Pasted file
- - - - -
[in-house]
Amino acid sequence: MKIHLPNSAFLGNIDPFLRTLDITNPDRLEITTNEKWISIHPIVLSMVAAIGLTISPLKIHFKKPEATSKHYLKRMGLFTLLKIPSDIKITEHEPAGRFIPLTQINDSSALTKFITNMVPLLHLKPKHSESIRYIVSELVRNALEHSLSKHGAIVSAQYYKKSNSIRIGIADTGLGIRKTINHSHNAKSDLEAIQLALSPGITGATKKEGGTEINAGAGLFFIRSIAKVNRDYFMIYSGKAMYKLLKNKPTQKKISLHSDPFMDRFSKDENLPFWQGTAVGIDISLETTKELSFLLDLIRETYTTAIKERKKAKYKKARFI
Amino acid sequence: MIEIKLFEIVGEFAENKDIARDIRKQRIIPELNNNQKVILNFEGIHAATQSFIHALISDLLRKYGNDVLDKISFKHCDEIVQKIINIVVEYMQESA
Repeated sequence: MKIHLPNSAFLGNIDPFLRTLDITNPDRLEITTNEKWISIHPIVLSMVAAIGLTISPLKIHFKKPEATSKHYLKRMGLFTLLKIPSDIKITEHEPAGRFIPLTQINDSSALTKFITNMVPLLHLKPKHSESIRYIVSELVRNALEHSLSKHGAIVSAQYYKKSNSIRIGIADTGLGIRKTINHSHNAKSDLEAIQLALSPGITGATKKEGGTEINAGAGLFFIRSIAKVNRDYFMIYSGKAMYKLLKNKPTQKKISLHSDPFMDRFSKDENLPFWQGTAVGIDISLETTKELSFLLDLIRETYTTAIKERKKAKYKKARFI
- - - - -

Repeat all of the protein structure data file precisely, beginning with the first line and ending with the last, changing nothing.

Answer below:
[in-house]
Amino acid sequence: MKIHLPNSAFLGNIDPFLRTLDITNPDRLEITTNEKWISIHPIVLSMVAAIGLTISPLKIHFKKPEATSKHYLKRMGLFTLLKIPSDIKITEHEPAGRFIPLTQINDSSALTKFITNMVPLLHLKPKHSESIRYIVSELVRNALEHSLSKHGAIVSAQYYKKSNSIRIGIADTGLGIRKTINHSHNAKSDLEAIQLALSPGITGATKKEGGTEINAGAGLFFIRSIAKVNRDYFMIYSGKAMYKLLKNKPTQKKISLHSDPFMDRFSKDENLPFWQGTAVGIDISLETTKELSFLLDLIRETYTTAIKERKKAKYKKARFI
Amino acid sequence: MIEIKLFEIVGEFAENKDIARDIRKQRIIPELNNNQKVILNFEGIHAATQSFIHALISDLLRKYGNDVLDKISFKHCDEIVQKIINIVVEYMQESA
Repeated sequence: MKIHLPNSAFLGNIDPFLRTLDITNPDRLEITTNEKWISIHPIVLSMVAAIGLTISPLKIHFKKPEATSKHYLKRMGLFTLLKIPSDIKITEHEPAGRFIPLTQINDSSALTKFITNMVPLLHLKPKHSESIRYIVSELVRNALEHSLSKHGAIVSAQYYKKSNSIRIGIADTGLGIRKTINHSHNAKSDLEAIQLALSPGITGATKKEGGTEINAGAGLFFIRSIAKVNRDYFMIYSGKAMYKLLKNKPTQKKISLHSDPFMDRFSKDENLPFWQGTAVGIDISLETTKELSFLLDLIRETYTTAIKERKKAKYKKARFI